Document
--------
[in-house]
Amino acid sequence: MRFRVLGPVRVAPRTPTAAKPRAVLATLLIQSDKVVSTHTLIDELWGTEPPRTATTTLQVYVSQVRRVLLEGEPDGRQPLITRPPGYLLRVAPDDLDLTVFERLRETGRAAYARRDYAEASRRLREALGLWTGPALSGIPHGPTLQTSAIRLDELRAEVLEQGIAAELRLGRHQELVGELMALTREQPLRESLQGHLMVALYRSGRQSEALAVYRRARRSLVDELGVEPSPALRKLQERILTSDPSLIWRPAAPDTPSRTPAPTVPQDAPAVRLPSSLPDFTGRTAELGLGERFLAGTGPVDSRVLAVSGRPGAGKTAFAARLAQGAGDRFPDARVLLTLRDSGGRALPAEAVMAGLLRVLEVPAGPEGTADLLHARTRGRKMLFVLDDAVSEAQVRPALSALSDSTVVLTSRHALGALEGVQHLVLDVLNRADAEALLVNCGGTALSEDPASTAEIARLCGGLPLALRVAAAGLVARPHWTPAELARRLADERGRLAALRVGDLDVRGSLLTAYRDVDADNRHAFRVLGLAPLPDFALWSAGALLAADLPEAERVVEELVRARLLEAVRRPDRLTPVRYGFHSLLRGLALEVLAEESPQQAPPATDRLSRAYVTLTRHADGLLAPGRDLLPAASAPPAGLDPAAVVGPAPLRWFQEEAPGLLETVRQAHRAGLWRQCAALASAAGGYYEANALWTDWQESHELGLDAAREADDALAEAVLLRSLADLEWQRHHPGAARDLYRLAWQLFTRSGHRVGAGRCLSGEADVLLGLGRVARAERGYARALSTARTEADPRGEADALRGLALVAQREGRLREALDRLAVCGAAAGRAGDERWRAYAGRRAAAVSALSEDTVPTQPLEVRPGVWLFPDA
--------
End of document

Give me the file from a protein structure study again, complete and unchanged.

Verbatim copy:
[in-house]
Amino acid sequence: MRFRVLGPVRVAPRTPTAAKPRAVLATLLIQSDKVVSTHTLIDELWGTEPPRTATTTLQVYVSQVRRVLLEGEPDGRQPLITRPPGYLLRVAPDDLDLTVFERLRETGRAAYARRDYAEASRRLREALGLWTGPALSGIPHGPTLQTSAIRLDELRAEVLEQGIAAELRLGRHQELVGELMALTREQPLRESLQGHLMVALYRSGRQSEALAVYRRARRSLVDELGVEPSPALRKLQERILTSDPSLIWRPAAPDTPSRTPAPTVPQDAPAVRLPSSLPDFTGRTAELGLGERFLAGTGPVDSRVLAVSGRPGAGKTAFAARLAQGAGDRFPDARVLLTLRDSGGRALPAEAVMAGLLRVLEVPAGPEGTADLLHARTRGRKMLFVLDDAVSEAQVRPALSALSDSTVVLTSRHALGALEGVQHLVLDVLNRADAEALLVNCGGTALSEDPASTAEIARLCGGLPLALRVAAAGLVARPHWTPAELARRLADERGRLAALRVGDLDVRGSLLTAYRDVDADNRHAFRVLGLAPLPDFALWSAGALLAADLPEAERVVEELVRARLLEAVRRPDRLTPVRYGFHSLLRGLALEVLAEESPQQAPPATDRLSRAYVTLTRHADGLLAPGRDLLPAASAPPAGLDPAAVVGPAPLRWFQEEAPGLLETVRQAHRAGLWRQCAALASAAGGYYEANALWTDWQESHELGLDAAREADDALAEAVLLRSLADLEWQRHHPGAARDLYRLAWQLFTRSGHRVGAGRCLSGEADVLLGLGRVARAERGYARALSTARTEADPRGEADALRGLALVAQREGRLREALDRLAVCGAAAGRAGDERWRAYAGRRAAAVSALSEDTVPTQPLEVRPGVWLFPDA